The Value Proposition: The Economics of Application Service Provision

Paul Strassmann, leading technology guru and Butler Group associate, believes Knowledge Capital is the true currency running the corporate world. Jonathan Stephenson, Butler's UK expert on Strassmann's work, looks at ways to measure the value of knowledge...

Paul Strassmann, leading technology guru and Butler Group associate, believes Knowledge Capital is the true currency running the corporate world. Jonathan Stephenson, Butler's UK expert on Strassmann's work, looks at ways to measure the value of knowledge...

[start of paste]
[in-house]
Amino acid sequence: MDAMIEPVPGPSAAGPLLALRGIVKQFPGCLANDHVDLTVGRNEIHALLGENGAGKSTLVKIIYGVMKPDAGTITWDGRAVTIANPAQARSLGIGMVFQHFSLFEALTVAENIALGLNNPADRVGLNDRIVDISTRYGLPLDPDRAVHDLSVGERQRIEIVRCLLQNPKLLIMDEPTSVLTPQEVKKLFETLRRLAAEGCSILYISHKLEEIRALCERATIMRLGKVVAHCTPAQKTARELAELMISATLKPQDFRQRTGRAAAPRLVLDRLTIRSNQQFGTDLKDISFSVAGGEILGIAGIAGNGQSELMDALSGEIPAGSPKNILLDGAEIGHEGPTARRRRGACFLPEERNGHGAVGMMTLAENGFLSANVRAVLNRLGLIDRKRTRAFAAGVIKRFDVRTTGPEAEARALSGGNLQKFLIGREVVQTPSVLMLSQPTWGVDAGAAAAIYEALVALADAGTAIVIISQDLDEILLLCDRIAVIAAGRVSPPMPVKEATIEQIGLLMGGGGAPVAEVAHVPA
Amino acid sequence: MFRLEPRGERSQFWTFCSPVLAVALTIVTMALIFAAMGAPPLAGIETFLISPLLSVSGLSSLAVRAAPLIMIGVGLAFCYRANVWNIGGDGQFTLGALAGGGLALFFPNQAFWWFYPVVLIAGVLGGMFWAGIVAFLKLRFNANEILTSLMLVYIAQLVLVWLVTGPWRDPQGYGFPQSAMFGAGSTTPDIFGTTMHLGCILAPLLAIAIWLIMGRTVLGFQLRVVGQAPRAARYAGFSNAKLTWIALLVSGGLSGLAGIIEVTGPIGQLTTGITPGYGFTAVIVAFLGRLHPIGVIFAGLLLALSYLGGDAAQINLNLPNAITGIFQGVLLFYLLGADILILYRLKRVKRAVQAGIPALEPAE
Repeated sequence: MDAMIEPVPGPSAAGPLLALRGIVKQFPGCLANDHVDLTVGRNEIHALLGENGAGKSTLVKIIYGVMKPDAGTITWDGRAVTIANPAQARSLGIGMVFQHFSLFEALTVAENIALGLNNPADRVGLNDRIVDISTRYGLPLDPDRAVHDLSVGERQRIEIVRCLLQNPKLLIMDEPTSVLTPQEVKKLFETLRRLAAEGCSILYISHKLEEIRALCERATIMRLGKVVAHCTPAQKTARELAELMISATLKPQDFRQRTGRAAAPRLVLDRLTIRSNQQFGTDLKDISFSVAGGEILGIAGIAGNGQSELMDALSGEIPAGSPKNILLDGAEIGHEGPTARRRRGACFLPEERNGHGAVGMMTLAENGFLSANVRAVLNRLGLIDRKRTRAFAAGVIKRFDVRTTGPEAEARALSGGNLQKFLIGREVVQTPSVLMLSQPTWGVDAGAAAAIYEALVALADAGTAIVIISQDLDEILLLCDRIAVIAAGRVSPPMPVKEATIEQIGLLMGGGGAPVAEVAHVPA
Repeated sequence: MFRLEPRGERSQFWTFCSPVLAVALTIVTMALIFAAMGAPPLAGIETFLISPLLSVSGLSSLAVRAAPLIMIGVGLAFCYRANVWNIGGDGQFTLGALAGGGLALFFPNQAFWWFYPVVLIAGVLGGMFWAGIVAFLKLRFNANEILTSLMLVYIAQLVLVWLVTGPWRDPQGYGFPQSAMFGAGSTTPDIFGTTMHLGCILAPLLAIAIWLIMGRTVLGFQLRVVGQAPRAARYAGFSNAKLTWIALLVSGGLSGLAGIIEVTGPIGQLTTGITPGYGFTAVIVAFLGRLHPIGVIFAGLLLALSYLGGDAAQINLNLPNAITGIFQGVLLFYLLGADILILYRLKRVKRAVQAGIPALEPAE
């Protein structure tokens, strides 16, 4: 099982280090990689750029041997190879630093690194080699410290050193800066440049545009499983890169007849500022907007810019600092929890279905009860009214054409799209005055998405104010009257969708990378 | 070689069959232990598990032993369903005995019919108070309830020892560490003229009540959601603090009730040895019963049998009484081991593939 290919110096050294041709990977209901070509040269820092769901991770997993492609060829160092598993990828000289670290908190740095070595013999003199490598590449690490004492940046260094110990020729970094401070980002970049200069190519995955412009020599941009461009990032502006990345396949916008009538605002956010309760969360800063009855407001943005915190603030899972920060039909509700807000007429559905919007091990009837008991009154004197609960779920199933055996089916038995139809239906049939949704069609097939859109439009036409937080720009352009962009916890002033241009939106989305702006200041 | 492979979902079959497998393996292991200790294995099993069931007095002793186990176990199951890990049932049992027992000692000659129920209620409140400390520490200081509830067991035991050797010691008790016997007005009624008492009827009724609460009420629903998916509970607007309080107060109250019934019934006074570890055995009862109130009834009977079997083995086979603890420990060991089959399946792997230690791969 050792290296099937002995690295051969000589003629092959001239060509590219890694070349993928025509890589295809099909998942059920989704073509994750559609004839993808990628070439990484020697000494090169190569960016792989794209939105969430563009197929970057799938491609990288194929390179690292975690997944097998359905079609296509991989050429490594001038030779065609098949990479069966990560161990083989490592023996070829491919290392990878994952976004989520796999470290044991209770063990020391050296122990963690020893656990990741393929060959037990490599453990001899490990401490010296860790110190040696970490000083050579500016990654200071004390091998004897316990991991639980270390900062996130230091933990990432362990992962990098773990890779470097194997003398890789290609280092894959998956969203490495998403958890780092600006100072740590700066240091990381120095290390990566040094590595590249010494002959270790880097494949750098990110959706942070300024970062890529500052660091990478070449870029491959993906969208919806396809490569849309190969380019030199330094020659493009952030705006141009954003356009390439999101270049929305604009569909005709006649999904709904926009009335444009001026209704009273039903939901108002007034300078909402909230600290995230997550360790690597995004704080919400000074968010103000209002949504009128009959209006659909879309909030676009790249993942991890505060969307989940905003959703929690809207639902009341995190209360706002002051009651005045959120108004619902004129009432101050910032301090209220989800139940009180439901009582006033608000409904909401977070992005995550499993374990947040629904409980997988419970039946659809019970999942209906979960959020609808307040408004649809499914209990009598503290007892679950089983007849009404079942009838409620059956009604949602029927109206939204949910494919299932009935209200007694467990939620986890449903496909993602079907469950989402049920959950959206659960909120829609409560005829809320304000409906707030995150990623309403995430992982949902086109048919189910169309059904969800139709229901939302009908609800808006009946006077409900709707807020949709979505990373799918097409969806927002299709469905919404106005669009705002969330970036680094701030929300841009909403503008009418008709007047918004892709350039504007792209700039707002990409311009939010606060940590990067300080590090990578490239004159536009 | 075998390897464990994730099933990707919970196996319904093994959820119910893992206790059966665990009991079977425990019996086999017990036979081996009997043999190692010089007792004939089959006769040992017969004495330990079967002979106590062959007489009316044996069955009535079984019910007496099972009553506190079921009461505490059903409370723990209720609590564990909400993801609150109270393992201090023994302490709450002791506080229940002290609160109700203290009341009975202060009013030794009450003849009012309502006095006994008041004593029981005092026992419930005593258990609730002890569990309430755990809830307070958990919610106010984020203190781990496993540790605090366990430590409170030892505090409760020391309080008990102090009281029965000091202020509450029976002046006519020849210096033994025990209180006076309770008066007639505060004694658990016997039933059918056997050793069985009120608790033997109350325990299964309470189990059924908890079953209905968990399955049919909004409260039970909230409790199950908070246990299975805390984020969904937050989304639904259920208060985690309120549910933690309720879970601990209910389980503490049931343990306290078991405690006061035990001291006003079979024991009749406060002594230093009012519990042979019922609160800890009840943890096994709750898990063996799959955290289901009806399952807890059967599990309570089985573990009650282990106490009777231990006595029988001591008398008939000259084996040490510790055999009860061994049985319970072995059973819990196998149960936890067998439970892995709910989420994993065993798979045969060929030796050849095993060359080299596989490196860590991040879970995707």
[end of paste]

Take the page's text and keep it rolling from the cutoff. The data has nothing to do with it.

Application service provision (ASP) is fast becoming the most talked about development to come out of the internet computing model. In an age of skill shortages and escalating IT support costs a solution that gives management the whip hand, removing the power and control of IT from technocrats, will attract the attention of the senior manager looking for a way to cut the cost of information management. However, like so many of the internet technology silver bullets, there are precious few economic models available to assess the benefits. ASP is at the 'early adopter' stage in Europe and as usual for this type of development, estimates for the potential market size are wildly scattered. Estimates of the current and future size of the ASP market vary from around $1bn to ten times that in five years time. No wonder so many companies are re-positioning themselves to get a slice of the pie. The ASP arena is filled with international telecommunication trunk providers, software and hardware manufacturers, ISPs, outsourcing specialists and integrators. In the short term there is a window of opportunity for the smaller pioneers. But in the long term who will gain and loose from the shift from a product oriented industry to a service model? Giants such as Microsoft make good money from software sales to end-users. Upgrades and maintenance form a significant slice of their profits. In the ASP model the software will be licensed on a rather different model but essentially the software still has to be licensed and upgraded. One ASP provider renting out the services of a software package to 10,000 end-users will spend a good deal less than 10,000 software users in separate organisations. Hence Microsoft's interest in the ASP market. You can assume that all the main players in the industry will be investing in the ASP market to ensure a share of the potential profits. The smaller ASP niche players who are pioneering the market today will find themselves competing unfairly against the big names who will enjoy advantageous licensing deals and 'special relationships' with the likes of IBM, Microsoft, Oracle, SAP, and Sun. For the firms looking at ASP as a solution to their IT requirements there are many potential advantages. For starters there is the awful track record of the DIY software development approach. Surveys of IT projects have shown that over 40 per cent are cancelled, 28 per cent are over budget or late and a paltry 26 per cent complete on time, on budget and to specification. This represents $100bn of wasted effort and lost opportunities. The build and junk cycle that took us from mainframe to mini to PC client/server and now to internet has been an escalating expense that will probably reach a global total of over a trillion dollars before we complete the current cycle. The established IT model of software purchase, configure, deploy, upgrade, maintain and support represents not only a high level of expenditure but also a lack of flexibility that works against a company competing in a volatile marketplace. If you track the costs of this approach, adding up the cumulative expense of the lifecycle and compare with the actual value of the software assets then a disparity becomes clear which will only increase with time, diminishing the notion of 'value for money' that drove the initial purchase. The 69 per cent of your IT budget that is the upgrade, maintenance and life-cycle support costs is effectively the asset rot that your customers have to pay for in the inflated cost of goods. In the ASP model you pay for software services on a per user, per month basis. Upgrades and maintenance costs are not your problem. If you rent office productivity or mail applications in this way you are talking about perhaps £20 per month per user. The communications costs of shipping all the data and user interface traffic from your LAN to the ASP server farm may be part of the deal or not! Your ability to respond to changes in demand for IT by adding a few more users or removing some without incurring licensing costs is an obvious benefit. You are free to move to another software package if it suits your needs better, change ASP provider or completely redesign your business without incurring the usual re-engineering costs of software development. So, the economics of the case are predominately in favour of the 'rent it, don't build it or buy it' model. The technical case is less clear when you look at real software systems. Most of the financial services industry in the UK is built on legacy COBOL systems that can't be replaced or easily integrated into the ASP model. Many large banks, insurance companies and similar service industries have already outsourced their PC desktop applications and may not find the ASP approach has as much to offer. For many organisations the issues of application integration may offer obstacles and the relatively narrow selection of applications on offer in Europe at the current time will mean that for many the best strategy is 'wait and see'. For the smaller companies who are growing fast the benefits are enormous and the increasing amount of fibre networks being laid by the international telecoms companies will make ASP an attractive alternative to DIY IT. Just as today companies are renting their company cars, PCs, laptops and servers it is only a matter of time before software is paid for on the same basis.